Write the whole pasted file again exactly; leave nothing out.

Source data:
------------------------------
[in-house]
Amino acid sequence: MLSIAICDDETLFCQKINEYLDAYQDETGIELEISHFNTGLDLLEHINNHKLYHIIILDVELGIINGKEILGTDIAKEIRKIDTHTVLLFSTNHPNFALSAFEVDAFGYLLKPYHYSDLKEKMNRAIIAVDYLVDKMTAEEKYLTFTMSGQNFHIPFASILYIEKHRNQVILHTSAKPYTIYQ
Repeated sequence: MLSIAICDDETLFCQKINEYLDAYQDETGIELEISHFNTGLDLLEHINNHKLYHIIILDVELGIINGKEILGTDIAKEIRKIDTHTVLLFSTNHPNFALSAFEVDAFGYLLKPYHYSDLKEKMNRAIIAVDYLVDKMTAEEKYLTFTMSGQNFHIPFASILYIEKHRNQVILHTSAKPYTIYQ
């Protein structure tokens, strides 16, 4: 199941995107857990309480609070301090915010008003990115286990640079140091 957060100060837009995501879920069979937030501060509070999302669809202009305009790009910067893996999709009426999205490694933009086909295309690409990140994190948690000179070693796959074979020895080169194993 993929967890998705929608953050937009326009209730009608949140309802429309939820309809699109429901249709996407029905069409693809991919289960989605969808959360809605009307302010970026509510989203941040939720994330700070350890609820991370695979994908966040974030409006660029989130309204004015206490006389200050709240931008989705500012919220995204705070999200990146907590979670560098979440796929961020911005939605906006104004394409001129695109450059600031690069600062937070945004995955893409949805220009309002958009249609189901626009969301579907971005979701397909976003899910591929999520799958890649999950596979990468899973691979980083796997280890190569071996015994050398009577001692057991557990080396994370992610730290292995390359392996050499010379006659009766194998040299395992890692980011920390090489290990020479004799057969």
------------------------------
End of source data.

[in-house]
Amino acid sequence: MLSIAICDDETLFCQKINEYLDAYQDETGIELEISHFNTGLDLLEHINNHKLYHIIILDVELGIINGKEILGTDIAKEIRKIDTHTVLLFSTNHPNFALSAFEVDAFGYLLKPYHYSDLKEKMNRAIIAVDYLVDKMTAEEKYLTFTMSGQNFHIPFASILYIEKHRNQVILHTSAKPYTIYQ
Repeated sequence: MLSIAICDDETLFCQKINEYLDAYQDETGIELEISHFNTGLDLLEHINNHKLYHIIILDVELGIINGKEILGTDIAKEIRKIDTHTVLLFSTNHPNFALSAFEVDAFGYLLKPYHYSDLKEKMNRAIIAVDYLVDKMTAEEKYLTFTMSGQNFHIPFASILYIEKHRNQVILHTSAKPYTIYQ
């Protein structure tokens, strides 16, 4: 199941995107857990309480609070301090915010008003990115286990640079140091 957060100060837009995501879920069979937030501060509070999302669809202009305009790009910067893996999709009426999205490694933009086909295309690409990140994190948690000179070693796959074979020895080169194993 993929967890998705929608953050937009326009209730009608949140309802429309939820309809699109429901249709996407029905069409693809991919289960989605969808959360809605009307302010970026509510989203941040939720994330700070350890609820991370695979994908966040974030409006660029989130309204004015206490006389200050709240931008989705500012919220995204705070999200990146907590979670560098979440796929961020911005939605906006104004394409001129695109450059600031690069600062937070945004995955893409949805220009309002958009249609189901626009969301579907971005979701397909976003899910591929999520799958890649999950596979990468899973691979980083796997280890190569071996015994050398009577001692057991557990080396994370992610730290292995390359392996050499010379006659009766194998040299395992890692980011920390090489290990020479004799057969």